What is Estate Planning?
Estate planning is a process that lets you maintain future control over anything of legal value belonging to you now, no matter what happens. In this process, you decide who will get your assets and how they will be divided.
Personal care and health care management are also addressed, in addition to material assets.
Estate planning is a holistic process that goes much further than asset division under Last Will and Testament. A thorough estate plan lets you designate individuals to manage your health care and personal care as well as your assets, in case you are no longer able to do it yourself.
Documents drafted by a lawyer give your decisions legal force. These documents may address financial, business, medical, and tax planning, and a qualified lawyer can advise you on which ones you need. Multiple documents are frequently needed to make sure all your wishes are honored.
Wills and living trusts, for example, foresee future circumstances and allow you to plan accordingly. A Last Will and Testament becomes effective at your death. A living trust, however, usually becomes effective during your lifetime after a certain condition is met.
Appointing individuals to act on your behalf is a valuable part of estate planning. Creating a living trust means naming a trustee to manage your assets. A Last Will and Testament lets you appoint an executor, who is authorized to see that all of your wishes are carried out at your death. For health care decisions, you can name agents to act for you.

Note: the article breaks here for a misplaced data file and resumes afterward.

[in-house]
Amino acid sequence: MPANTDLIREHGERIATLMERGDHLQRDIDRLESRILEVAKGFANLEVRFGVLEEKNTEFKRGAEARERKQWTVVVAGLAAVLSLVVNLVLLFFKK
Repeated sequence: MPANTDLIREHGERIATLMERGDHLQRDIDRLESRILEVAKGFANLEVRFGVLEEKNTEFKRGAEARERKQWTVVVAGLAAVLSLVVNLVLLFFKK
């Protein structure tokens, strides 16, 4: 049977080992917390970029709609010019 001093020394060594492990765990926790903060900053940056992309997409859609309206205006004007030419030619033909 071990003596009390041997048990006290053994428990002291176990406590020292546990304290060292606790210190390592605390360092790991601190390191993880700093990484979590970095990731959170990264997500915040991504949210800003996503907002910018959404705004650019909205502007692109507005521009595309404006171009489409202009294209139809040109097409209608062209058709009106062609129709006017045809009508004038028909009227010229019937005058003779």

Estate planning also gives you a chance to arrange for the future care of your children by naming a guardian to take your place if necessary. Issues like this are far too important to leave to chance.
If you never plan your estate, impersonal state laws will intervene and make these important, life-changing decisions for you when you become physically or mentally unable to make them.
However, with proper estate planning, even if you lose the ability to make decisions later due to death or disability, your present decisions documented by a lawyer will maintain legal force. Then, whenever such a circumstance arises, it will be clear to the courts, and those you care about, what needs to be done.
How to divide your assets is a basic question of estate planning. Items such as real estate property, money, jewelry, bank accounts, and securities are all covered under an estate plan. Since you will not always be able to own or use them, estate planning lets you decide who can.
Those you choose are called beneficiaries. You can name anyone you like — a family member, a friend, or a charitable organization. Naming beneficiaries is important because otherwise state laws will determine who gets your assets, and it may not be those you would choose.
Even if you already have an estate plan, it is essential to update it regularly to make sure your wishes are honored. Since circumstances are constantly changing, your estate plan needs to change with them.
If you want to plan your estate or update your plan with a qualified attorney, call the Law Office of Richard Nevins. An experienced legal professional will explore your options and offer estate planning advice based on your unique situation, goals, and needs.